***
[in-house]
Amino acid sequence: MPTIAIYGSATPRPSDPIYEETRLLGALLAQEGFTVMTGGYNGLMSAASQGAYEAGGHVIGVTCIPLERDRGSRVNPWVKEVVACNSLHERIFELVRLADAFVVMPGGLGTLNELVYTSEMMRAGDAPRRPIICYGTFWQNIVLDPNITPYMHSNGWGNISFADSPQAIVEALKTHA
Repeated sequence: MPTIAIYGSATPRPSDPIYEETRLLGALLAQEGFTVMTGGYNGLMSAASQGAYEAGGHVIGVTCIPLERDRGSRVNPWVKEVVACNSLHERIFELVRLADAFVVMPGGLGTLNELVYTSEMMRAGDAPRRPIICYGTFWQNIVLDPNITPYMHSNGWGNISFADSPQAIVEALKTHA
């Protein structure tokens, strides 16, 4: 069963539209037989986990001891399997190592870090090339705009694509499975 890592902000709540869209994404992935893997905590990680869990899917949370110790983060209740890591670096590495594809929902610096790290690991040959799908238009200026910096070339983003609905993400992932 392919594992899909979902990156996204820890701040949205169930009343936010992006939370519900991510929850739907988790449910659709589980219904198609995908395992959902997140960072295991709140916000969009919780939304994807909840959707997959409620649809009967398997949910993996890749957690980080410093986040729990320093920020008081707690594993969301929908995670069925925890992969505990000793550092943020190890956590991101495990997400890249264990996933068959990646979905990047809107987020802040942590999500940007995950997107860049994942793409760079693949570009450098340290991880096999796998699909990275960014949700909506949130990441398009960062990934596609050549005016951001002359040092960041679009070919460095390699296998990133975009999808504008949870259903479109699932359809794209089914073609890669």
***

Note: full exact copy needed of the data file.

[in-house]
Amino acid sequence: MPTIAIYGSATPRPSDPIYEETRLLGALLAQEGFTVMTGGYNGLMSAASQGAYEAGGHVIGVTCIPLERDRGSRVNPWVKEVVACNSLHERIFELVRLADAFVVMPGGLGTLNELVYTSEMMRAGDAPRRPIICYGTFWQNIVLDPNITPYMHSNGWGNISFADSPQAIVEALKTHA
Repeated sequence: MPTIAIYGSATPRPSDPIYEETRLLGALLAQEGFTVMTGGYNGLMSAASQGAYEAGGHVIGVTCIPLERDRGSRVNPWVKEVVACNSLHERIFELVRLADAFVVMPGGLGTLNELVYTSEMMRAGDAPRRPIICYGTFWQNIVLDPNITPYMHSNGWGNISFADSPQAIVEALKTHA
């Protein structure tokens, strides 16, 4: 069963539209037989986990001891399997190592870090090339705009694509499975 890592902000709540869209994404992935893997905590990680869990899917949370110790983060209740890591670096590495594809929902610096790290690991040959799908238009200026910096070339983003609905993400992932 392919594992899909979902990156996204820890701040949205169930009343936010992006939370519900991510929850739907988790449910659709589980219904198609995908395992959902997140960072295991709140916000969009919780939304994807909840959707997959409620649809009967398997949910993996890749957690980080410093986040729990320093920020008081707690594993969301929908995670069925925890992969505990000793550092943020190890956590991101495990997400890249264990996933068959990646979905990047809107987020802040942590999500940007995950997107860049994942793409760079693949570009450098340290991880096999796998699909990275960014949700909506949130990441398009960062990934596609050549005016951001002359040092960041679009070919460095390699296998990133975009999808504008949870259903479109699932359809794209089914073609890669």